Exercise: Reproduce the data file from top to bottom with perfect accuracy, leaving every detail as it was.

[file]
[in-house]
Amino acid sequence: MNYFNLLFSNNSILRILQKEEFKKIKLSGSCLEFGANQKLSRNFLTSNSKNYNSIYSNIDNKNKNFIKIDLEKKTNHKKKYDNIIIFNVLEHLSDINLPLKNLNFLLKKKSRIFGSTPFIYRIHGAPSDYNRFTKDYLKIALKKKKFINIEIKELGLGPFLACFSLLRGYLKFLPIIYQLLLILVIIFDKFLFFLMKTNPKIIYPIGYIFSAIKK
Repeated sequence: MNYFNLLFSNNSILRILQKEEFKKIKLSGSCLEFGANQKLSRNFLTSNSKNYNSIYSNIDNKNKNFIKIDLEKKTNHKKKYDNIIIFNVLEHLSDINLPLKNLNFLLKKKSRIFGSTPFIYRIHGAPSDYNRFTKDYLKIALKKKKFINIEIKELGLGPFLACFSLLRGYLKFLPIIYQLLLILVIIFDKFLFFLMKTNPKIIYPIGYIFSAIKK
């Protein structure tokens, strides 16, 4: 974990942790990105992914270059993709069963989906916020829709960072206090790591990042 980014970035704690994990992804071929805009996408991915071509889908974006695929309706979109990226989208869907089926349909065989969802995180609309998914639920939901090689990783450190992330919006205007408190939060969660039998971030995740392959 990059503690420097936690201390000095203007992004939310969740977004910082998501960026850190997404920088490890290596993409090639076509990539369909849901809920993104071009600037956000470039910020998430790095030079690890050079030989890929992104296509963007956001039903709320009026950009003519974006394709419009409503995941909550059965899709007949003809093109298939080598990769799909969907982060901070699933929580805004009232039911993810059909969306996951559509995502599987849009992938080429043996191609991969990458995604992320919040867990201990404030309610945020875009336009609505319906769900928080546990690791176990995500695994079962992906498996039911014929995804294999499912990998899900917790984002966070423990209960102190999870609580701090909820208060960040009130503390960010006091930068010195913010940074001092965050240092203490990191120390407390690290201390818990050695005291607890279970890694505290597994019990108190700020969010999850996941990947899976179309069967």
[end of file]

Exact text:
[in-house]
Amino acid sequence: MNYFNLLFSNNSILRILQKEEFKKIKLSGSCLEFGANQKLSRNFLTSNSKNYNSIYSNIDNKNKNFIKIDLEKKTNHKKKYDNIIIFNVLEHLSDINLPLKNLNFLLKKKSRIFGSTPFIYRIHGAPSDYNRFTKDYLKIALKKKKFINIEIKELGLGPFLACFSLLRGYLKFLPIIYQLLLILVIIFDKFLFFLMKTNPKIIYPIGYIFSAIKK
Repeated sequence: MNYFNLLFSNNSILRILQKEEFKKIKLSGSCLEFGANQKLSRNFLTSNSKNYNSIYSNIDNKNKNFIKIDLEKKTNHKKKYDNIIIFNVLEHLSDINLPLKNLNFLLKKKSRIFGSTPFIYRIHGAPSDYNRFTKDYLKIALKKKKFINIEIKELGLGPFLACFSLLRGYLKFLPIIYQLLLILVIIFDKFLFFLMKTNPKIIYPIGYIFSAIKK
């Protein structure tokens, strides 16, 4: 974990942790990105992914270059993709069963989906916020829709960072206090790591990042 980014970035704690994990992804071929805009996408991915071509889908974006695929309706979109990226989208869907089926349909065989969802995180609309998914639920939901090689990783450190992330919006205007408190939060969660039998971030995740392959 990059503690420097936690201390000095203007992004939310969740977004910082998501960026850190997404920088490890290596993409090639076509990539369909849901809920993104071009600037956000470039910020998430790095030079690890050079030989890929992104296509963007956001039903709320009026950009003519974006394709419009409503995941909550059965899709007949003809093109298939080598990769799909969907982060901070699933929580805004009232039911993810059909969306996951559509995502599987849009992938080429043996191609991969990458995604992320919040867990201990404030309610945020875009336009609505319906769900928080546990690791176990995500695994079962992906498996039911014929995804294999499912990998899900917790984002966070423990209960102190999870609580701090909820208060960040009130503390960010006091930068010195913010940074001092965050240092203490990191120390407390690290201390818990050695005291607890279970890694505290597994019990108190700020969010999850996941990947899976179309069967």